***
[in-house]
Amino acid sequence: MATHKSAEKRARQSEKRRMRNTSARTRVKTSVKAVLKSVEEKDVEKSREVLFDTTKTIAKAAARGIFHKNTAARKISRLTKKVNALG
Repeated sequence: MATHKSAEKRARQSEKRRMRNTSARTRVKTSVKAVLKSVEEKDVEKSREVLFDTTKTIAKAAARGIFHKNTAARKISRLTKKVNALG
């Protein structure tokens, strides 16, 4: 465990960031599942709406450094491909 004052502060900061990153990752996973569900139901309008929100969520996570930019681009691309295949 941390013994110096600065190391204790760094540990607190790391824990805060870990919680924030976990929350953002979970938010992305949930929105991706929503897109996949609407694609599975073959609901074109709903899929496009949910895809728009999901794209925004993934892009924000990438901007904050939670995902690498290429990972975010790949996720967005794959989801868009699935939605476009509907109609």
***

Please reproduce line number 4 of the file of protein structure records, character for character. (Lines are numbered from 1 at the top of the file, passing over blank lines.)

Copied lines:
């Protein structure tokens, strides 16, 4: 465990960031599942709406450094491909 004052502060900061990153990752996973569900139901309008929100969520996570930019681009691309295949 941390013994110096600065190391204790760094540990607190790391824990805060870990919680924030976990929350953002979970938010992305949930929105991706929503897109996949609407694609599975073959609901074109709903899929496009949910895809728009999901794209925004993934892009924000990438901007904050939670995902690498290429990972975010790949996720967005794959989801868009699935939605476009509907109609």